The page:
Part way through the pilot of Gotham, the need to write was too strong to ignore. Five minutes in and I was back in film school. Sure, there was a plot, good acting and such but I was too busy watching the staging and the cinematic choices to give those parts of the equation their due.
Back in the day -- and it was awhile ago -- all of us in "group" found that our visions of film had changed. It was all about choices -- lighting, setting, camera angles, the actions in the background -- you get the idea. Our focus was not actually on the film but on the making of the film.
I found myself returning to that mode tonight on so many levels it was quite amazing. Gotham is not really my type of show. A little too gritty, a little too harsh -- I typically prefer escapism or at least philosophical renditions of life. It is unlikely it will remain in my favorites list, but it definitely grabbed me from a cinematographer's viewpoint.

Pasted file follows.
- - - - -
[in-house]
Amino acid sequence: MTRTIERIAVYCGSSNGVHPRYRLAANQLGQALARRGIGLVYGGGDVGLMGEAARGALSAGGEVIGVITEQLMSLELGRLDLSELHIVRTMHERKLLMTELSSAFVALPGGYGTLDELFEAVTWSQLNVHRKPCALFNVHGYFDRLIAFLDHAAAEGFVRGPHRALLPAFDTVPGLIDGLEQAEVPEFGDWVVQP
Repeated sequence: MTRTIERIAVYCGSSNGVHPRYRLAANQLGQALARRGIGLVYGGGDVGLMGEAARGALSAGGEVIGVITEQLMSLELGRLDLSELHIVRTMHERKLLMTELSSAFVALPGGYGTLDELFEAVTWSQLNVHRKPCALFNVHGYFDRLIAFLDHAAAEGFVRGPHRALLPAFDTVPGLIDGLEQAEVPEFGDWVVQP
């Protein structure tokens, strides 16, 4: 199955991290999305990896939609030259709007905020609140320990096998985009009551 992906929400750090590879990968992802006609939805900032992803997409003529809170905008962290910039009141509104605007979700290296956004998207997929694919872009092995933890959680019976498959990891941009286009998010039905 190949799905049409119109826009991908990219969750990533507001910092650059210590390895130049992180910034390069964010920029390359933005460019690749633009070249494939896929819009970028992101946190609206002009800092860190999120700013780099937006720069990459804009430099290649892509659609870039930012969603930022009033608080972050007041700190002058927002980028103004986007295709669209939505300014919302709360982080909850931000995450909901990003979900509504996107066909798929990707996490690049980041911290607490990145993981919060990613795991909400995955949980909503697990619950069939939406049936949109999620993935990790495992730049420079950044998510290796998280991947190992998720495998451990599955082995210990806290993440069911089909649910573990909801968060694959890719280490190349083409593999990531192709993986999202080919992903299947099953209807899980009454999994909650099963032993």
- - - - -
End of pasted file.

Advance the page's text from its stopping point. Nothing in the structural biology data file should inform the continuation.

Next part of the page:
So much smarter now than back in those filming days, I would like the chance for a do-over. That won't be happening; I will have to be content with "if I would have done ..." ideas. As machinimatographers we can learn from our real world counterparts. It is all part of the same process; simply a different venue.
The first thing that grabbed my attention was the set design. I felt like I was back in the forties; film noir aspects were prevalent but it was almost like being there. Later, I caught a shot with a 70s van in the background and wondered, "did they blow that?" A few minutes further along a comment was made about a cell phone being out of juice.
OK. Got it. Took me awhile; happens some time.
I honestly haven't seen any television filmed this well since -- well Carnivale comes to mind but that might be because it is sitting in my Amazon streaming queue.
We don't have a huge number of present day works we can learn from. This is one of them. So take a look -- with a director's eye of course -- and see how the choices made effected the whole. I think you might learn something. I certainly did.